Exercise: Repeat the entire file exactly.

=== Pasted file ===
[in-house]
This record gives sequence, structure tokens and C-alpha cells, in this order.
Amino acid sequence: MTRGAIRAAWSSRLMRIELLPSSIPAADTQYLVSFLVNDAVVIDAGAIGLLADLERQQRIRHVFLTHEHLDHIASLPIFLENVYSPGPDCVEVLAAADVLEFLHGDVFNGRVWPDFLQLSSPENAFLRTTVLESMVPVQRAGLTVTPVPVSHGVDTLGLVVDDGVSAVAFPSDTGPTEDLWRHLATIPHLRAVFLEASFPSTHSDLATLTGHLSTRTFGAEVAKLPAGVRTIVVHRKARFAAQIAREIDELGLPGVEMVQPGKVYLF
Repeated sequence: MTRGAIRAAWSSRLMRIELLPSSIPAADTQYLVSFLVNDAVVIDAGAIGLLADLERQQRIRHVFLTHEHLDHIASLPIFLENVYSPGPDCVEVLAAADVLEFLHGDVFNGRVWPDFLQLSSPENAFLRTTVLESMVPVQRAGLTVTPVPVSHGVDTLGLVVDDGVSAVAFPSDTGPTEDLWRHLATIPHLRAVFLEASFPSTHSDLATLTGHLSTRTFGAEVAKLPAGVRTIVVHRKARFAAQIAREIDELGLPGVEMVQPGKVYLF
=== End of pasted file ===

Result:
[in-house]
This record gives sequence, structure tokens and C-alpha cells, in this order.
Amino acid sequence: MTRGAIRAAWSSRLMRIELLPSSIPAADTQYLVSFLVNDAVVIDAGAIGLLADLERQQRIRHVFLTHEHLDHIASLPIFLENVYSPGPDCVEVLAAADVLEFLHGDVFNGRVWPDFLQLSSPENAFLRTTVLESMVPVQRAGLTVTPVPVSHGVDTLGLVVDDGVSAVAFPSDTGPTEDLWRHLATIPHLRAVFLEASFPSTHSDLATLTGHLSTRTFGAEVAKLPAGVRTIVVHRKARFAAQIAREIDELGLPGVEMVQPGKVYLF
Repeated sequence: MTRGAIRAAWSSRLMRIELLPSSIPAADTQYLVSFLVNDAVVIDAGAIGLLADLERQQRIRHVFLTHEHLDHIASLPIFLENVYSPGPDCVEVLAAADVLEFLHGDVFNGRVWPDFLQLSSPENAFLRTTVLESMVPVQRAGLTVTPVPVSHGVDTLGLVVDDGVSAVAFPSDTGPTEDLWRHLATIPHLRAVFLEASFPSTHSDLATLTGHLSTRTFGAEVAKLPAGVRTIVVHRKARFAAQIAREIDELGLPGVEMVQPGKVYLF